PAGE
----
This year we are starting a new tradition: Chalica. As a Unitarian Universalist, I was happy to discover a relatively new holiday that was started a couple of years ago. It is seven days long and begins on the first Monday in December.

Each day represents a different Unitarian Universalist Principle. A chalice is lit each day; and actions, gifts, or volunteering that expresses the day’s Principle may be given and received. One can have seven different chalices or one common chalice.

Nature Table Candles Lit
One candle or seven candles can be lit for Chalica.

The days and Principles are:

Monday: We light our chalice for the inherent worth and dignity of every person.

Tuesday: We light our chalice for justice, equity, and compassion in human relations.

Wednesday: We light our chalice for acceptance of one another and encouragement to spiritual growth.

Thursday: We light our chalice for a free and responsible search for truth and meaning.

Friday: We light our chalice for the right of conscience and the use of the democratic process in society at large.

Saturday: We light our chalice for the goal of world peace, liberty, and justice for all.

Sunday: We light our chalice for respect for the interdependent web of all existence of which we are a part.

As with the other holidays that we celebrate, we have adapted Chalica to fit our schedule and what is realistically possible to do during December.

So, I decided to adapt Chalica so that we focus on the first Principle during December and do four activities related to it:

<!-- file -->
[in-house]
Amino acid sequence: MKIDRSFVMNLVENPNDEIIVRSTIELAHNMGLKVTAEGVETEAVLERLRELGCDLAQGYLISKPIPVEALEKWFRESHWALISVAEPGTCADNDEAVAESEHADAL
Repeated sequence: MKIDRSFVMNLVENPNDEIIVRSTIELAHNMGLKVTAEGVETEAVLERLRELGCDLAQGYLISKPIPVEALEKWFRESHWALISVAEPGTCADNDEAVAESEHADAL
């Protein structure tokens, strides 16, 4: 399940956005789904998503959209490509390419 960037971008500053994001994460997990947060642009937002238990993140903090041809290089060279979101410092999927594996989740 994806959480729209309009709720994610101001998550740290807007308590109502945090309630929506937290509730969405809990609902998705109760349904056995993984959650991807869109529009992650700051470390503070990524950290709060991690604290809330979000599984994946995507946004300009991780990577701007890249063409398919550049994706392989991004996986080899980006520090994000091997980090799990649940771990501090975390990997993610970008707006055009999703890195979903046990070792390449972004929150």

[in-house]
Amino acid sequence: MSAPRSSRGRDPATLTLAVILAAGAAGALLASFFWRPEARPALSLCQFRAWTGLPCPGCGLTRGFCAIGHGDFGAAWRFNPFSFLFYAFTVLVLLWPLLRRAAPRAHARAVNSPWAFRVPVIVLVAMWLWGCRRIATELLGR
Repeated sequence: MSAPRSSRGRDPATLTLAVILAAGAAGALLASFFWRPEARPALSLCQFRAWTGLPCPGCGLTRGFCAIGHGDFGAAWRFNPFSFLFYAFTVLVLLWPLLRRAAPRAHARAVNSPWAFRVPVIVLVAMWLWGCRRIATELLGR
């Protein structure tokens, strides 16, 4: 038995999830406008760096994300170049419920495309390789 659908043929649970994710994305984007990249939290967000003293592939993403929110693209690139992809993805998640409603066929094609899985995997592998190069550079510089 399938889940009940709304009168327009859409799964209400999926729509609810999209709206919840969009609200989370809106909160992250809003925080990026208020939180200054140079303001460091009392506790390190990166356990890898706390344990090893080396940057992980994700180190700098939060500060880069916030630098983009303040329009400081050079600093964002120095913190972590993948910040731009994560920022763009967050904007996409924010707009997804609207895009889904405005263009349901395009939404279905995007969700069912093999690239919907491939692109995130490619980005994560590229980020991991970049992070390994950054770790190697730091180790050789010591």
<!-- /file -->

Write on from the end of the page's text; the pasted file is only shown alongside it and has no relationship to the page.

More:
=> Send a letter and pictures that my daughters colored to environmental activist Tim DeChristopher who is serving a two-year sentence for nonviolent civil disobedience. He served one year in prison and now is living in a half-way house until his sentence is complete.

Tim disrupted a government auction of public lands in Utah in 2001. As a result, thousands of acres of land adjacent to a national park are still preserved. More information about Tim can be read on the Unitarian Universalist Association’s website or Peaceful Uprising’s website.

=> Visit a person from church who is recovering from being hospitalized and/or someone who is in a nursing home who would welcome a visit. My oldest daughter will bring her harp and play a few pieces on it during the visit.

Sophia Playing the Harp
Sophia playing the harp for her grandmother in April 2012.
Her grandmother was on a short home-visit from the nursing home
when she was recovering from a broken ankle.

=> Make and donate two sensory/activity lap quilts to a nursing home where my Dad was a resident from October 3, 2011-January 5, 2012. The quilts will be designed to be used by seniors who have Alzheimer’s Disease (like my father had) who need to keep their fingers occupied to help reduce stress and anxiety.

Sensory and Memory Quilt
This is the sensory and photo quilt that I made for my father
shortly after he was diagnosed with Alzheimer’s Disease.
It provided comfort to him and gave his hands something to touch
(there are many different textures and types of fabric used).